There was a man sent from God, whose name was John. He came as a witness to testify to the light, so that all might believe through him. He himself was not the light, but he came to testify to the light. The true light, which enlightens everyone, was coming into the world.
He was in the world, and the world came into being through him; yet the world did not know him. He came to what was his own, and his own people did not accept him. But to all who received him, who believed in his name, he gave power to become children of God, who were born, not of blood or of the will of the flesh or of the will of man, but of God.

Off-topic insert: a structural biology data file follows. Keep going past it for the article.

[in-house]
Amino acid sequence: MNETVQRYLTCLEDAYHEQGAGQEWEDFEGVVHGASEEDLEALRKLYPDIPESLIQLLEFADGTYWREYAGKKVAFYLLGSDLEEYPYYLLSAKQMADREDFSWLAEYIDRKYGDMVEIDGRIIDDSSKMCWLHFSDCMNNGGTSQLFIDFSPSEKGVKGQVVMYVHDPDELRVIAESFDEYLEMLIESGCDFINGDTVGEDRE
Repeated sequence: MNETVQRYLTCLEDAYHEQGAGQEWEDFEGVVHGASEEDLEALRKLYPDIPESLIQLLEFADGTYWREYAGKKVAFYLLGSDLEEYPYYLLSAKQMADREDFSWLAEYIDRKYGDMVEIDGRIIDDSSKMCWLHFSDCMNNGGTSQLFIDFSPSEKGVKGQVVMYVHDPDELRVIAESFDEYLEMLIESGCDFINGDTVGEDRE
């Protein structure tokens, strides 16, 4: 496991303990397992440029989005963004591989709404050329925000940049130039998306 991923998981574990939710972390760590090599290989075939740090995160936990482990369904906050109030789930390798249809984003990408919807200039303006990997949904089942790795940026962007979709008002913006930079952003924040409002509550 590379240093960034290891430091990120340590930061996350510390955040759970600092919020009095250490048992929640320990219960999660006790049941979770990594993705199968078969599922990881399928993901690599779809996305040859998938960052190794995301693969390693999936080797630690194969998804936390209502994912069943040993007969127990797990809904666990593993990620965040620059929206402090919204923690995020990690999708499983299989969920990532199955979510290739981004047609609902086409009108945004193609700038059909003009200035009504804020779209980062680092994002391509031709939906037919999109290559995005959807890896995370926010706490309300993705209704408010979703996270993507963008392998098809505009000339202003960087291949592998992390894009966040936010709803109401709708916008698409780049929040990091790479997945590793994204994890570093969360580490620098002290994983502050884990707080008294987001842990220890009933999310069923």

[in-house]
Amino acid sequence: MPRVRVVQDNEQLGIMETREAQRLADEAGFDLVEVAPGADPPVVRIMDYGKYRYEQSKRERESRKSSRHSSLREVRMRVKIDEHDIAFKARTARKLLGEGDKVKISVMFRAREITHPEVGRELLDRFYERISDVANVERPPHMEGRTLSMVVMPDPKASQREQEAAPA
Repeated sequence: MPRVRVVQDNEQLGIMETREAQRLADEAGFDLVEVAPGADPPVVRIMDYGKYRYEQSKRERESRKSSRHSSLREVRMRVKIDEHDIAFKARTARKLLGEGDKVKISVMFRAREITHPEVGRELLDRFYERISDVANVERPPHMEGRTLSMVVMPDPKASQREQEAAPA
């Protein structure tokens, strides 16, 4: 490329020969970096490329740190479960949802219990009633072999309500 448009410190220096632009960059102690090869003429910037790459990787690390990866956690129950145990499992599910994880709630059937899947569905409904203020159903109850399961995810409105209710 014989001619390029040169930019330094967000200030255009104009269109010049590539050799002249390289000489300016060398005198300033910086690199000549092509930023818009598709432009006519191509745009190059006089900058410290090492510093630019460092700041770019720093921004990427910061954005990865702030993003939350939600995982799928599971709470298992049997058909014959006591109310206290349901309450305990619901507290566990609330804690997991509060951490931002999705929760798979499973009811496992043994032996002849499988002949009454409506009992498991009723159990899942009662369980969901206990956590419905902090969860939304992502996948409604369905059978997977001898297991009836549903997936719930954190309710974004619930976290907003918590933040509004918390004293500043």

And the Word became flesh and lived among us, and we have seen his glory, the glory as of a father’s only son, full of grace and truth. (John testified to him and cried out, ‘This was he of whom I said, “He who comes after me ranks ahead of me because he was before me.”‘) From his fullness we have all received, grace upon grace. The law indeed was given through Moses; grace and truth came through Jesus Christ. No one has ever seen God. It is God the only Son, who is close to the Father’s heart, who has made him known.